Method Sheet (3) : 

Method Sheet (3) Topic:________________ III. Preparing for Training

III. Preparing for Training : 

III. Preparing for Training Review and Recap The more channels used, the better the understanding desire of the participants. Set-up a measurable success indicators in relation to the course objectives. Objectives must have topics and they must linked. If not you may consider to evaluate and delete the topic. DOCUMENTATION IS VITAL ! a. Predictable results b. Consistency of the training program c. Other trainer could RUN the program d. Could create a checklist

III. Preparing for Training : 

III. Preparing for Training Draft a method sheet for each topic in your process strategy sheet. Make sure all activities are accounted for , and that they are in the proper chronological sequence.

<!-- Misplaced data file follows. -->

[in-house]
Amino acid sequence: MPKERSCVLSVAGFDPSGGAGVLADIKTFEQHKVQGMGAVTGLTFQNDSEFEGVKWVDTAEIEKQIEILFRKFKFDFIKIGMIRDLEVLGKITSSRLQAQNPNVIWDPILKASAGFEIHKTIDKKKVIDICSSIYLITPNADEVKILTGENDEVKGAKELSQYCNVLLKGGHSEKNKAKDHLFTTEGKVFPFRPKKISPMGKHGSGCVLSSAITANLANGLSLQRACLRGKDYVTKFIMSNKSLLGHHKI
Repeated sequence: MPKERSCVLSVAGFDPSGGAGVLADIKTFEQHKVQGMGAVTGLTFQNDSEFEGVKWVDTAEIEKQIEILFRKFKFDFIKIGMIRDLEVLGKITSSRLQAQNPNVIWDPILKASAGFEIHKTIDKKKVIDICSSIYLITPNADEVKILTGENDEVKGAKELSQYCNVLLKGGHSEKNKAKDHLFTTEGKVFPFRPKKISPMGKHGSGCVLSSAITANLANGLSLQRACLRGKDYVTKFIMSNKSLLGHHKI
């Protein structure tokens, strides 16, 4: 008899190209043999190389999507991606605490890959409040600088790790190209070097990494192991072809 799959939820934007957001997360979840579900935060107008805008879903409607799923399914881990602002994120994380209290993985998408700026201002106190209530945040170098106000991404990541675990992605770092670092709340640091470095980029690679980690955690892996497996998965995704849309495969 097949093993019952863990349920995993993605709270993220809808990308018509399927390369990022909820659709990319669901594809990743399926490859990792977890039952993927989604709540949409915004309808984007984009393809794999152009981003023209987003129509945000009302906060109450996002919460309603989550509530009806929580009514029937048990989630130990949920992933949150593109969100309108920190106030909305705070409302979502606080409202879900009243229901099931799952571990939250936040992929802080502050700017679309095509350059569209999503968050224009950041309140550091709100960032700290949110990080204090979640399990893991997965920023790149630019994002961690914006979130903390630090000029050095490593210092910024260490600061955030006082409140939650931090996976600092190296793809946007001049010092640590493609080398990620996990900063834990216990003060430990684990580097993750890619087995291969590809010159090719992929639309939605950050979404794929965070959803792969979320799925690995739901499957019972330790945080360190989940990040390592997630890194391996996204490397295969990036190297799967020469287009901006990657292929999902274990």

III. Preparing for Training : 

III. Preparing for Training Planning the Training (1) Why are we training? What are the training objectives? What can be accomplished in the available time? At what intellectual level? With what audio-visual aids? Who are attending : age, nationality, level, language ability, prior experience, expectations, mind set?

III. Preparing for Training : 

III. Preparing for Training Planning the Training (2) When is the training to be held? Period of the year? Weekdays or weekends? Morning, afternoon, or evening? Is this timing good for everyone? Where is it be held: building, room, layout, seating patterns, environment, possibility of interruptions?

III. Preparing for Training : 

III. Preparing for Training Preparation (1) Get enough REST just before the session. Keep your energy at high level Always carry a hard copy of the Process Strategy and Method Sheets. A soft copy stored in the nearest PC available. Summarize all requirements (materials, handouts, supplies, equipment, seating pattern, food and beverage arrangements) in a CHECKLIST.